Coronavirus: Are we any closer to developing a vaccine or drug?

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Coronavirus is spreading around the world, but there are still no drugs that can kill the virus or vaccines that can protect against it, so how far are we from these life-saving medicines?

 

Research is happening at breakneck speed, and there are more than 20 vaccines currently in development.
Research is happening at breakneck speed, and there are more than 20 vaccines currently in development.

RESEARCH is happening at breakneck speed, and there are more than 20 vaccines currently in development. Among those underway at the moment are:

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The first human trial for a vaccine was announced last month by scientists at a lab in the US city of Seattle. They have taken the unusual step of skipping any animal research to test the vaccine’s safety or effectiveness.

Australian scientists have begun injecting ferrets with two potential vaccines. It is the first comprehensive pre-clinical trial to move to the animal testing stage, and the researchers say they hope to move to the human testing stage by the end of April.


Even at their most effective – and draconian – containment strategies have only slowed the spread of the respiratory disease Covid-19. With the World Health Organisation finally declaring a pandemic, all eyes have turned to the prospect of a vaccine, because only a vaccine can prevent people from getting sick.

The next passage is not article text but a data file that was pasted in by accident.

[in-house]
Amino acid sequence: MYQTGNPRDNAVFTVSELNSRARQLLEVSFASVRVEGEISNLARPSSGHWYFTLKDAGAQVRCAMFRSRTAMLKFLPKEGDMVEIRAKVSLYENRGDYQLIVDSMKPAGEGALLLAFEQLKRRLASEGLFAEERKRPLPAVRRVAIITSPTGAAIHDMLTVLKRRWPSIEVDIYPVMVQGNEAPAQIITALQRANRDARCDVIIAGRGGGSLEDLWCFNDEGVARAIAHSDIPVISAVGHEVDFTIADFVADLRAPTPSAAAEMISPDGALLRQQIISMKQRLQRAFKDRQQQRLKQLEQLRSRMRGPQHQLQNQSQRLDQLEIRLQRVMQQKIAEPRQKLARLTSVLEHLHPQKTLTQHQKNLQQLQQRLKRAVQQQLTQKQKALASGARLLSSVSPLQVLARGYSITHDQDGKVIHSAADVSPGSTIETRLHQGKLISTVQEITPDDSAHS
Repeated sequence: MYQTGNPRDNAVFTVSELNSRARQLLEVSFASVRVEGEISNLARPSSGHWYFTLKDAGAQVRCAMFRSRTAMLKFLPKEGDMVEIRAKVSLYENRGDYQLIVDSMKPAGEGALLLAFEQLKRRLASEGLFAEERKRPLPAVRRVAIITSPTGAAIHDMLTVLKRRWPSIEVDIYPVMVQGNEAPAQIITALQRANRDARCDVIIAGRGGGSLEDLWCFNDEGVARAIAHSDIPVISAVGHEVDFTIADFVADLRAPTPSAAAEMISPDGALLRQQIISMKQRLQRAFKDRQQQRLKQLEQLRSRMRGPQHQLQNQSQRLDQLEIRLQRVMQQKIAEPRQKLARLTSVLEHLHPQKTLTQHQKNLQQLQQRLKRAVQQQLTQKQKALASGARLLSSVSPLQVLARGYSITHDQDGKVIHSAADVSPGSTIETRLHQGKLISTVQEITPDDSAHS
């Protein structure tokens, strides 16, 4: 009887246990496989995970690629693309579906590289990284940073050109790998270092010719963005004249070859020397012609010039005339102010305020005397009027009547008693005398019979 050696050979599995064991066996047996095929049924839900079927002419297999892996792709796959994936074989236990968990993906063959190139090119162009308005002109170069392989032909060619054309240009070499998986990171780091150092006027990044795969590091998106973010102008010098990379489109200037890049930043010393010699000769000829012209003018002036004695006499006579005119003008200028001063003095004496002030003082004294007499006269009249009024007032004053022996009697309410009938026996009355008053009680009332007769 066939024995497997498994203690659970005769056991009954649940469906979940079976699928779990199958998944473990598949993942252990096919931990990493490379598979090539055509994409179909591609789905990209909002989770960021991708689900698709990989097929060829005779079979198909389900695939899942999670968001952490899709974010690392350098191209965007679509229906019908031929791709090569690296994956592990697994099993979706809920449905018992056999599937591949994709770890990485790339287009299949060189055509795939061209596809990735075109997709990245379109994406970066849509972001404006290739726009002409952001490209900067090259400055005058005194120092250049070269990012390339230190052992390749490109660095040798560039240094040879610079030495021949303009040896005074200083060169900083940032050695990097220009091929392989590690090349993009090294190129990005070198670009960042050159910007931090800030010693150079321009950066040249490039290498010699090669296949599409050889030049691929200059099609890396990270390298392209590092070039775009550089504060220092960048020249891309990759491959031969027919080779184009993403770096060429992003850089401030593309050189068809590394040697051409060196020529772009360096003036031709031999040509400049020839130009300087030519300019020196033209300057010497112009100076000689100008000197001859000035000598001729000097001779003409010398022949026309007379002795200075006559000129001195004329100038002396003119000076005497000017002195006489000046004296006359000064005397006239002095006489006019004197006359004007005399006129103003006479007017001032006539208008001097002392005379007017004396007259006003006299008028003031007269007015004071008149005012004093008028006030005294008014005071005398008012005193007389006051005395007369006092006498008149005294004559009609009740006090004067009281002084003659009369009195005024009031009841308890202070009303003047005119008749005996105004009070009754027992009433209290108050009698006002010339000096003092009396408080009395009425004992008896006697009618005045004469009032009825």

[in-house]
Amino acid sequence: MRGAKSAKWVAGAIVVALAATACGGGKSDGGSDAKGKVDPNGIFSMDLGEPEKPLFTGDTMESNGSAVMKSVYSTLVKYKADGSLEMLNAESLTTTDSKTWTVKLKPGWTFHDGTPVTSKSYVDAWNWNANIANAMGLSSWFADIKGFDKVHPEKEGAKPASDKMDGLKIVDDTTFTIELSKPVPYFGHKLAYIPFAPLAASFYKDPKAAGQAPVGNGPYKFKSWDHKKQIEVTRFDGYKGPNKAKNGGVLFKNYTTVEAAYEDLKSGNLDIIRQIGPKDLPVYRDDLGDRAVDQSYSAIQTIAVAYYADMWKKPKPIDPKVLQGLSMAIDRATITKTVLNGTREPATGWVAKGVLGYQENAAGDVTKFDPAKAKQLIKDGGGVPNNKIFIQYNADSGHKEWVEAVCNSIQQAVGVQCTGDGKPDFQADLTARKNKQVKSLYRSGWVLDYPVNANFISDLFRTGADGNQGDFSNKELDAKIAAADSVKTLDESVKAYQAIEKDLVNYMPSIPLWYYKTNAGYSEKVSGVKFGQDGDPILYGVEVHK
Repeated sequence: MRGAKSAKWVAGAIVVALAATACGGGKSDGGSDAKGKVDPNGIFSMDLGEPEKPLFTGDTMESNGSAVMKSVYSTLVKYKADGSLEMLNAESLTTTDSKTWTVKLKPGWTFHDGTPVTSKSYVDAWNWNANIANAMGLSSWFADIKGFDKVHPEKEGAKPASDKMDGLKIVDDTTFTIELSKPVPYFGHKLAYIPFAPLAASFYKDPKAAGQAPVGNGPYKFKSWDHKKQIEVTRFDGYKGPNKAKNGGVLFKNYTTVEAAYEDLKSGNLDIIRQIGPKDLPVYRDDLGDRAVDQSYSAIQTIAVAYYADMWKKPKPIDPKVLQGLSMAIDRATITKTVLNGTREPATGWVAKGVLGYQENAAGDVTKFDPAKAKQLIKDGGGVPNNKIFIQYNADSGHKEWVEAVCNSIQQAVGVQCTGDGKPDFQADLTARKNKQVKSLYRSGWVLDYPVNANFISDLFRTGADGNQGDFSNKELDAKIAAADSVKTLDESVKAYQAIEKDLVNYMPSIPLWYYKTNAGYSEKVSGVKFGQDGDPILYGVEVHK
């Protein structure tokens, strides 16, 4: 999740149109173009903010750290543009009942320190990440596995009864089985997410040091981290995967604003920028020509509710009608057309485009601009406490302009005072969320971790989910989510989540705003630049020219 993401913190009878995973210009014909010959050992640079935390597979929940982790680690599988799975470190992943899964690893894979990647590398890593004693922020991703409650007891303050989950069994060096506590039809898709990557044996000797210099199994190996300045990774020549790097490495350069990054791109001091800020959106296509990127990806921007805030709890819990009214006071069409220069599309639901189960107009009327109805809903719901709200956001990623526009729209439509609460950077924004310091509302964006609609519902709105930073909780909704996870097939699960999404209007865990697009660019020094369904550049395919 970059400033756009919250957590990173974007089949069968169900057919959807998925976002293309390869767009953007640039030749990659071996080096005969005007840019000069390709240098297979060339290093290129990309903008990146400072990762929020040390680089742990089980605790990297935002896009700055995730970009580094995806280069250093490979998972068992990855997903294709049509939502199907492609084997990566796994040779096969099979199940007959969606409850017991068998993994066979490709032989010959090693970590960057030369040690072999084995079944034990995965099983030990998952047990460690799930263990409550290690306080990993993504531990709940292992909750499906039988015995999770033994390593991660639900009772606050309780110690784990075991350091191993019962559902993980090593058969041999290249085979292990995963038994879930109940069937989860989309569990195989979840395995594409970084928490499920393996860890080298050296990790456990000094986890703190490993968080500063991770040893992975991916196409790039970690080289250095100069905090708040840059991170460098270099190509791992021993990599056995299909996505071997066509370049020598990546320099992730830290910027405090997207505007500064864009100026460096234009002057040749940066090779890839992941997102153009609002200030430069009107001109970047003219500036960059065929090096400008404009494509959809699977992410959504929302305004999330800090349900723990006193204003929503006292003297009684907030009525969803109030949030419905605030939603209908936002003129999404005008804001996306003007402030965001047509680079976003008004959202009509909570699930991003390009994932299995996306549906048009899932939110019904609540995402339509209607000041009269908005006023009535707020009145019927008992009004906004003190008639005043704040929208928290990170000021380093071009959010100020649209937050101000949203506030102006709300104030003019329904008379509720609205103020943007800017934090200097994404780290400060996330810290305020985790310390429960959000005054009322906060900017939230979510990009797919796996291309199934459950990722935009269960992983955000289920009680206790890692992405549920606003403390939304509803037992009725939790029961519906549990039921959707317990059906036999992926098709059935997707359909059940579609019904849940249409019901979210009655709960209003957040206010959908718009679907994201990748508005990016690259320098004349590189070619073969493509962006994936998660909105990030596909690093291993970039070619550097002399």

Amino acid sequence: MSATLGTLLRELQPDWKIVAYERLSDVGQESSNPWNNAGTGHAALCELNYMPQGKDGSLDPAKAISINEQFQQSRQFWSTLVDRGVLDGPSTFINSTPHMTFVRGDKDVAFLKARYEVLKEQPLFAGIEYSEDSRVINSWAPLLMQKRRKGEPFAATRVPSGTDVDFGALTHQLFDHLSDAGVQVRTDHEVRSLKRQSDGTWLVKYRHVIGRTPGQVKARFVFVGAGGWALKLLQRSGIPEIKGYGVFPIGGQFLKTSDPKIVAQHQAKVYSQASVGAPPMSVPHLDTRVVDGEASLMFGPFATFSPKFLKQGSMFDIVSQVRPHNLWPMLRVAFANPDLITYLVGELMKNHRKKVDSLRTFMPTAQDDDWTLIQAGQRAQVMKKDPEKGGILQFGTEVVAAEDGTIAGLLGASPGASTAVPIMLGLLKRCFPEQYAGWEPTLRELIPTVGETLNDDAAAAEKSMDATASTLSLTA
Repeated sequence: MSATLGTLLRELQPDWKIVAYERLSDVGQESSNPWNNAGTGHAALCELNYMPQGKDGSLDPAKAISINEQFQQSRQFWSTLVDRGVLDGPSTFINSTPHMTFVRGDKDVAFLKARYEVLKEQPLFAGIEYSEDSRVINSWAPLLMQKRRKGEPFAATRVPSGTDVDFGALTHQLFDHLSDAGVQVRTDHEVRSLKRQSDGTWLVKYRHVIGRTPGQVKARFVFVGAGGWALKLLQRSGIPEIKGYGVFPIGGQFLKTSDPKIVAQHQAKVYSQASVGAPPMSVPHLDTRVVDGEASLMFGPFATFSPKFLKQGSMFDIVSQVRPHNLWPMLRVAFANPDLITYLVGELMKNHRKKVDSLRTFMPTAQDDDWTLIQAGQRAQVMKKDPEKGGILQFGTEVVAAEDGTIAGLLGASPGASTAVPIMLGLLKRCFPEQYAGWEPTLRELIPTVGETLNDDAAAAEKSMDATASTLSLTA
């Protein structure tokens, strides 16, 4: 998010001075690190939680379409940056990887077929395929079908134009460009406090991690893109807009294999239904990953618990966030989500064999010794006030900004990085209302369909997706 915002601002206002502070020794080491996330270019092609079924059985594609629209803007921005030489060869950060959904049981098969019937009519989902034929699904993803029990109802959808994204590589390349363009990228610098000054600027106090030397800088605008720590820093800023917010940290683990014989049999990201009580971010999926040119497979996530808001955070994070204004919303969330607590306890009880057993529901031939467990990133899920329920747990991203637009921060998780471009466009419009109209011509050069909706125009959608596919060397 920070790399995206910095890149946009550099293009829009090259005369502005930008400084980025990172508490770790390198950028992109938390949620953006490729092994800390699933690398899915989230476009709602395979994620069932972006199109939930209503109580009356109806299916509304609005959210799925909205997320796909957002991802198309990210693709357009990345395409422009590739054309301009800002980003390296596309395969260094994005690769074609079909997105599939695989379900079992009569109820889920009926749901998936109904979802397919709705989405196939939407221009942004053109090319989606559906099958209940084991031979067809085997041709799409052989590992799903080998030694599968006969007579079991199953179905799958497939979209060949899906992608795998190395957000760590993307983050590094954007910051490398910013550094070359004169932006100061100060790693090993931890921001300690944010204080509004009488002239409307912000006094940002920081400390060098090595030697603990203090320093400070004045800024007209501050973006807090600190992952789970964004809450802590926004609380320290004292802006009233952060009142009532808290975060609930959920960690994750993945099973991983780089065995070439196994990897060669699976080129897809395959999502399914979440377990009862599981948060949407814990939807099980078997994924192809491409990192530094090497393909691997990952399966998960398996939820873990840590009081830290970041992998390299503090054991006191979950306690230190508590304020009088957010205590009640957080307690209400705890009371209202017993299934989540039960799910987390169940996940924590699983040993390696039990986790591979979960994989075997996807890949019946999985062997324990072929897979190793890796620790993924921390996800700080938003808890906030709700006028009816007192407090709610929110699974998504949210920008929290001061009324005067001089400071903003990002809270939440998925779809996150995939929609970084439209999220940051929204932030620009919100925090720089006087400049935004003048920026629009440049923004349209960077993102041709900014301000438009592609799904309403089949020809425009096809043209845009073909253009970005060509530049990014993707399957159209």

About 35 companies and academic institutions are racing to create such a vaccine, at least four of which already have candidates they have been testing in animals. The first of these – produced by Boston-based biotech firm Moderna – will enter human trials imminently.


This unprecedented speed is thanks in large part to early Chinese efforts to sequence the genetic material of Sars-CoV-2, the virus that causes Covid-19. China shared that sequence in early January, allowing research groups around the world to grow the live virus and study how it invades human cells and makes people sick.

But there is another reason for the head start. Though nobody could have predicted that the next infectious disease to threaten the globe would be caused by a coronavirus – flu is generally considered to pose the greatest pandemic risk – vaccinologists had hedged their bets by working on ‘prototype’ pathogens.

“The speed with which we have [produced these candidates] builds very much on the investment in understanding how to develop vaccines for other coronaviruses,” says Richard Hatchett, CEO of the Oslo-based non-profit the Coalition for Epidemic Preparedness Innovations (Cepi), which is leading efforts to finance and coordinate Covid-19 vaccine development.





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